Thurman Munson. Don Mattingly. Derek Jeter. Jorge Posada. Brett Gardner?
Gardner may not seem to fit in with those four legends that have had their numbers retired by the Yankees, but in early June he joined them as the fifth player in team history to be drafted by the Yankees and then collect 1,000 hits with the club.
Despite all the changes the Yankees have made over the years, Gardner has quietly entered his 10th season in the Bronx. He scored the last run at the original Yankee Stadium. He was the centerfielder in the clinching Game 6 of the 2009 World Series. He hit the 15,000th home run in team history. He was an All-Star in 2015 and a Gold Glove winner in 2016. He has the highest single season stolen base total for a Yankee not named Rickey Henderson over the last 70 years.
He has played in at least 145 games in each season this decade except 2012, when injuries limited him to 16 games.
Gardner was a little known guy wearing number 91 in spring training of 2008 but in the past few years as Mariano Rivera, Andy Pettitte, Derek Jeter and Alex Rodriguez have retired, Gardner is suddenly the longtime Yankee.
“It’s been a little different,” Gardner said about being the veteran on a younger team. “It seems like just yesterday that I was the young guy in the clubhouse, just trying to get my career started and time just flies, man. It’s gone by really fast.”
Gardner is the longest tenured Yankee but pointed out that some teammates that have had long careers as well. “We’ve got a lot of great veterans in this clubhouse,” Gardner said. “Matt Holliday, C.C. Sabathia’s been around for a long time. Even a guy like Starlin, he’s a younger guy, but he’s been in the game and accomplished a lot. Guys like Chase Headley and Jacoby, and I can keep on going down the list. There’s been a lot of turnover on our roster the last few years but for us guys that are a little bit older, it’s a lot of fun for us to get to see these young guys get their careers started.”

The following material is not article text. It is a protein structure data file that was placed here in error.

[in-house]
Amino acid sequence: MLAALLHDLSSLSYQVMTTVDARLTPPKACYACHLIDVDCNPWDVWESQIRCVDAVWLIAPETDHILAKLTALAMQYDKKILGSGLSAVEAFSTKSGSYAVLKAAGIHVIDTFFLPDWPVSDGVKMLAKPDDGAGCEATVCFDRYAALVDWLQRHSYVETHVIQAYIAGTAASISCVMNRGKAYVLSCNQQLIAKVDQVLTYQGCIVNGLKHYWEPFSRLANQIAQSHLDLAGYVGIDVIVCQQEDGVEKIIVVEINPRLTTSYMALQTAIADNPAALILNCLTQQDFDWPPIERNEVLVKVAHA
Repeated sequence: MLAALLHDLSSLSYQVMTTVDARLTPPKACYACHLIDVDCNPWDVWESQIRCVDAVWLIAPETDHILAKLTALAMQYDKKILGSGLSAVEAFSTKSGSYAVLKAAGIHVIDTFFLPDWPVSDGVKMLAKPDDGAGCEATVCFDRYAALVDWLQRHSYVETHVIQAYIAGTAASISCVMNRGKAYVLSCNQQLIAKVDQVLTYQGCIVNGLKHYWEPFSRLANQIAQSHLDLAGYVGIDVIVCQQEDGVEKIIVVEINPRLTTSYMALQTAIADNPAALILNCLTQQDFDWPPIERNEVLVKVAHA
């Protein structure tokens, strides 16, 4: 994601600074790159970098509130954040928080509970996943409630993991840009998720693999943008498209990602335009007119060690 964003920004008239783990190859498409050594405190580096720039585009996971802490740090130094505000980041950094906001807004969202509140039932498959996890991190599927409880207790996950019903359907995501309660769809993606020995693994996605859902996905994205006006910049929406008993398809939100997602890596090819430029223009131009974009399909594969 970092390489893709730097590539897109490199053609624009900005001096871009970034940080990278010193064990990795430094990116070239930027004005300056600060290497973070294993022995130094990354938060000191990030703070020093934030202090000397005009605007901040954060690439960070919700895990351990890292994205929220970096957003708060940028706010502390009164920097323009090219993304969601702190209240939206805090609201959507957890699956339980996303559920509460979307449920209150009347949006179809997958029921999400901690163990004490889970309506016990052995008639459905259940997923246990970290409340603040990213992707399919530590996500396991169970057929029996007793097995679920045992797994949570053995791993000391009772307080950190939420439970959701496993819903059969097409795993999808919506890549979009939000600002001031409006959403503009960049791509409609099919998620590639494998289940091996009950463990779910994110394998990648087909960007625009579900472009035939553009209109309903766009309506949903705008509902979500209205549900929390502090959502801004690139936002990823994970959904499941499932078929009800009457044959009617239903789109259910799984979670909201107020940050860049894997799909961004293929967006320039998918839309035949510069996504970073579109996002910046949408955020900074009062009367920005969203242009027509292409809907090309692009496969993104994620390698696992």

He came up on a Yankee team that still had Jason Giambi and Mike Mussina (the starting pitcher in Gardner’s debut), and now he’s watching the start of the Aaron Judge and Gary Sanchez days.
Theres a mix between Gardner mentoring the younger players and also keeping his distance and letting them be on thief own. “A little bit of both,” Gardner said. “You try and do what you can and you also remember the way that the veteran guys treated you as a young guy, and you kind of want to return the favor. In a way, that’s your way of kind of giving back to the game, and trying to help these guys along, and get these guys off to a good start. So, you want to do what you can but you also don’t want to get in the way.
Everybody’s different. Everybody’s different in the way they go about their business and some guys are a little easier to talk to, some guys are a little more reserved but it’s a lot of fun for us, like I said, just to watch these guys play and the energy that they bring helps us on a daily basis.”
Gardner was batting .188 without an RBI through his first 18 games but hit 13 home runs over his next 35 games. He came into Sunday’s game hitting .262 and hit his 14th homer on Friday night to tie Texas in the ninth inning.
As teams seem to look for players that are bigger and bigger, the 5’11”, 195 pound Gardner is a throwback to some of the scrappy leadoff hitters of years past. Plus he has some pop. A list of Yankees leadoff hitters with 15 home runs and 15 stolen bases in one season includes Henderson, Jeter, Alfonso Soriano, Bobby Bonds, Johnny Damon and Chuck Knoblauch. And Gardner.
And he was a catalyst for the last playoff team in 2015. That Yankee team was 60-38 when he had a hit but 23-30 when Gardner was hitless.
For so long he’s been somewhat anonymous in the outfield. There was Johnny Damon and Hideki Matsui in 2009. Curtis Granderson had a pair of 40-homer seasons. And now Aaron Judge is the toast of the town.
But you can still count on Gardner being in the outfield.